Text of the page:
Latex.

Test:
Instead of a lecture, there will be a test of one hour's duration on Wed Sept
17, at the usual lecture time and place. The test will be "closed book".

Examination:
The final examination for both STATS 330 and STATS 762 will be held at a
time and place to be arranged. It will also be "closed book", and be of 3
hours duration. The exam will be partly multiple-choice.

Texts:
The course book for this course is available on the class web page, and a
hard-copy version is available free of charge at the Statistics Department
office in Commerce A. In addition, electronic copies of all the lecture slides
(with voice-over) are available on the class web page. A reading list is also
given below.

Web Page:
All the course materials are available on the Web. Follow the link on the
class Cecil page. All assignments will be distributed via the Web and via
CECIL. There is also a bulletin board, which you should consult regularly.
You can also access the course page via the URL
https://www.stat.auckland.ac.nz/~stats330/

Assessment:
The final mark for the year is calculated on the basis of the assignments,
the test and the end of year examination. The assessment components for
STATS 330 are valued as follows (total 100%)

Assignments: 20%
Test 20%
Examination 60%

In order to pass the paper you must get 50% out of the total of 100%.
Note: It is very important that you attempt ALL of the assignments and sit
the test. Assignments are an essential part of this course as they give you
practice in applying the theory and techniques presented in lectures to
actual problems. You will find it difficult to master the ideas discussed in the
course without the practice you get from doing the assignments.

Collaboration:
It is our view that discussion with other students is an important part of the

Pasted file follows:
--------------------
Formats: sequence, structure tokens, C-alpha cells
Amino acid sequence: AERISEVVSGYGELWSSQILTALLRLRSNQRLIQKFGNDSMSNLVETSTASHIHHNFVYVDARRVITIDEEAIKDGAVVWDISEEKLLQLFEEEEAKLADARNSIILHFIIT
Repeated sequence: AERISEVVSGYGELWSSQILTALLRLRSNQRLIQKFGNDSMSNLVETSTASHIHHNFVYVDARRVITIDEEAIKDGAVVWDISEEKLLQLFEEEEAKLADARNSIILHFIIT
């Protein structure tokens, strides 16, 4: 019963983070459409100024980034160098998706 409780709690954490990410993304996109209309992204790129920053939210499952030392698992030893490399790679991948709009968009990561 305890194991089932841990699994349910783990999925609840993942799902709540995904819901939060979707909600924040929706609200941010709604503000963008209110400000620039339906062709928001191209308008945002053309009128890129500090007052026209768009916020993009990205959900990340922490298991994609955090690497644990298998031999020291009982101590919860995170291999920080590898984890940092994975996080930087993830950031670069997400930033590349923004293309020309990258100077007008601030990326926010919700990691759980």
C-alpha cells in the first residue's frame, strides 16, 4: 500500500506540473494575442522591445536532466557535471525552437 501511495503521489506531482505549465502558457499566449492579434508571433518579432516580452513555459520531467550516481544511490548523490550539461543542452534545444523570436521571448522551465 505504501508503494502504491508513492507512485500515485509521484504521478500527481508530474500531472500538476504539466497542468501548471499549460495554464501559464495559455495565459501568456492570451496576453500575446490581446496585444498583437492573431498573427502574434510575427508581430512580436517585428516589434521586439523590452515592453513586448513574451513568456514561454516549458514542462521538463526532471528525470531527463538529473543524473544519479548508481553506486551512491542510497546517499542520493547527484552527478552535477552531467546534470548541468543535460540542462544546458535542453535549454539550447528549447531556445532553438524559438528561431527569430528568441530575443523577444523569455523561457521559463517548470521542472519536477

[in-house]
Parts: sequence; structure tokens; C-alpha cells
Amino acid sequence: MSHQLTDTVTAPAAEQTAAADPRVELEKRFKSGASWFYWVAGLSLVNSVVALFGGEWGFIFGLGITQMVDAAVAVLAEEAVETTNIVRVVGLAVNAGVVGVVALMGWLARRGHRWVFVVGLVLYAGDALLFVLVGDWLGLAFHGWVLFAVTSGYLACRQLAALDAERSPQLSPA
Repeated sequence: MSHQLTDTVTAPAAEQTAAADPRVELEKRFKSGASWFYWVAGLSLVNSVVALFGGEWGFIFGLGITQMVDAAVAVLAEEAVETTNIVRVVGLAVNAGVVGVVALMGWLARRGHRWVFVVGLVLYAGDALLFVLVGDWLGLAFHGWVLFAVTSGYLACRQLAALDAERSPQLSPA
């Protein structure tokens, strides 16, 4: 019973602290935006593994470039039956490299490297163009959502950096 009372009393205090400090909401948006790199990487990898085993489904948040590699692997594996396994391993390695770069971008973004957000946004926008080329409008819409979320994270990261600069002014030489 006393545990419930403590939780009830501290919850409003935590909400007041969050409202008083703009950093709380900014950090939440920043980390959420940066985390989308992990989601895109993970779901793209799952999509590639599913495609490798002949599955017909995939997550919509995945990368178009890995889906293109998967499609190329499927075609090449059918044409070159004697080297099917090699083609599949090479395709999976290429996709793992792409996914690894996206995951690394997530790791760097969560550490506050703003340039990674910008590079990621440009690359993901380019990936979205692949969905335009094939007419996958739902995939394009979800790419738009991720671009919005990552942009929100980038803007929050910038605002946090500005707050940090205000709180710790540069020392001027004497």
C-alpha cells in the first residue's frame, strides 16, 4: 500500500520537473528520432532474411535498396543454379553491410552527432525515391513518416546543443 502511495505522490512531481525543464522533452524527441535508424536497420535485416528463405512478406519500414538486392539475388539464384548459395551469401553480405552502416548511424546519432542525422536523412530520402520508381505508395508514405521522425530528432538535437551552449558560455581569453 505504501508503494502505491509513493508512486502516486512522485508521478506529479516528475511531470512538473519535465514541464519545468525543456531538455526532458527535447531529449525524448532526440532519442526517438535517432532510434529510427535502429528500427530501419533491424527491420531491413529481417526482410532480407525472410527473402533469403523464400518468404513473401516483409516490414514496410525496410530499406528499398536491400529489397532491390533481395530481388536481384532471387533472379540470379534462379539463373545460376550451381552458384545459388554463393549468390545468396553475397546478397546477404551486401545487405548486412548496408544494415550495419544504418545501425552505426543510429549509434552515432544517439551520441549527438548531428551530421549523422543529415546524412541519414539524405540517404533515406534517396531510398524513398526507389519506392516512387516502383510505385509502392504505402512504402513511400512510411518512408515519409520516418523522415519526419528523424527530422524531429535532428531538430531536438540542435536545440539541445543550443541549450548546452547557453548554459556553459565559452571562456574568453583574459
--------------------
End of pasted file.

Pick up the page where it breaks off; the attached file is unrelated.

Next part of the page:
learning process and we encourage you to discuss problems with each other
(and us!) However, you must not copy the details of another person's
assignment. In other words, you can work together to decide how to do an
assignment, but you must write up your own solutions. You must not
collaborate during tests and examinations.

Reading List:
We have found the following books useful in the preparation of the course.
Some of them are classic works - most of the material in this course is very
traditional, apart from the use of R.

J Adler (2010). R in a Nutshell. OReilly.

A Agresti, (2002). Categorical Data Analysis, 2nd Ed, Wiley.

JM Chambers, WS Cleveland, B Kleiner and PA Tukey, (1983). Graphical


Methods for Data Analysis, Duxbury Press.
JM Chambers and TJ Hastie, (1992). Statistical Models in S, Wadsworth.

S Chatterjee, AS Hadi (2006). Regression Analysis by Example (4th Ed),


Wiley.

WS Cleveland, (1994). The Elements of Graphing Data (revised Ed), Hobart


Press.

WS Cleveland, (1993). Visualizing Data, Hobart Press.

RD Cook and S Weisberg, (1982). Residuals and Influence in Regression,


Chapman and Hall.

RD Cook and S Weisberg, (1999). Applied Regression Including Computing


and Graphics, Wiley.

P Dalgaard, (2002). Introductory Statistics with R, Springer. AJ Dobson,